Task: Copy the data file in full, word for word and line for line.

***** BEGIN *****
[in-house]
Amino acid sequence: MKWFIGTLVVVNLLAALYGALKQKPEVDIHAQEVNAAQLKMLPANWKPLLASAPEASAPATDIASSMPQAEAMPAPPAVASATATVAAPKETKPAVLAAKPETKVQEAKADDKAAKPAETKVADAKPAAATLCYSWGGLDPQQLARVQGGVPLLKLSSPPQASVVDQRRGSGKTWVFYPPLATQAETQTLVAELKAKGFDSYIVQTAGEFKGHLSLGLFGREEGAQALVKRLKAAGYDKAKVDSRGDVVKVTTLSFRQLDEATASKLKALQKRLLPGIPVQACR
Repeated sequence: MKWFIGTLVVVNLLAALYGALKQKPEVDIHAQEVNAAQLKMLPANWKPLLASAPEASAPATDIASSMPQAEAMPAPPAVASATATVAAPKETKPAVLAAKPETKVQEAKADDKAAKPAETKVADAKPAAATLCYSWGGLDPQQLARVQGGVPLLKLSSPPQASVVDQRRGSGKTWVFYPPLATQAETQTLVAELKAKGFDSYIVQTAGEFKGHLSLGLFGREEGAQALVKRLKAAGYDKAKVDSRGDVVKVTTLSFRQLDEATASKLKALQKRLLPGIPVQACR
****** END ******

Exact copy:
[in-house]
Amino acid sequence: MKWFIGTLVVVNLLAALYGALKQKPEVDIHAQEVNAAQLKMLPANWKPLLASAPEASAPATDIASSMPQAEAMPAPPAVASATATVAAPKETKPAVLAAKPETKVQEAKADDKAAKPAETKVADAKPAAATLCYSWGGLDPQQLARVQGGVPLLKLSSPPQASVVDQRRGSGKTWVFYPPLATQAETQTLVAELKAKGFDSYIVQTAGEFKGHLSLGLFGREEGAQALVKRLKAAGYDKAKVDSRGDVVKVTTLSFRQLDEATASKLKALQKRLLPGIPVQACR
Repeated sequence: MKWFIGTLVVVNLLAALYGALKQKPEVDIHAQEVNAAQLKMLPANWKPLLASAPEASAPATDIASSMPQAEAMPAPPAVASATATVAAPKETKPAVLAAKPETKVQEAKADDKAAKPAETKVADAKPAAATLCYSWGGLDPQQLARVQGGVPLLKLSSPPQASVVDQRRGSGKTWVFYPPLATQAETQTLVAELKAKGFDSYIVQTAGEFKGHLSLGLFGREEGAQALVKRLKAAGYDKAKVDSRGDVVKVTTLSFRQLDEATASKLKALQKRLLPGIPVQACR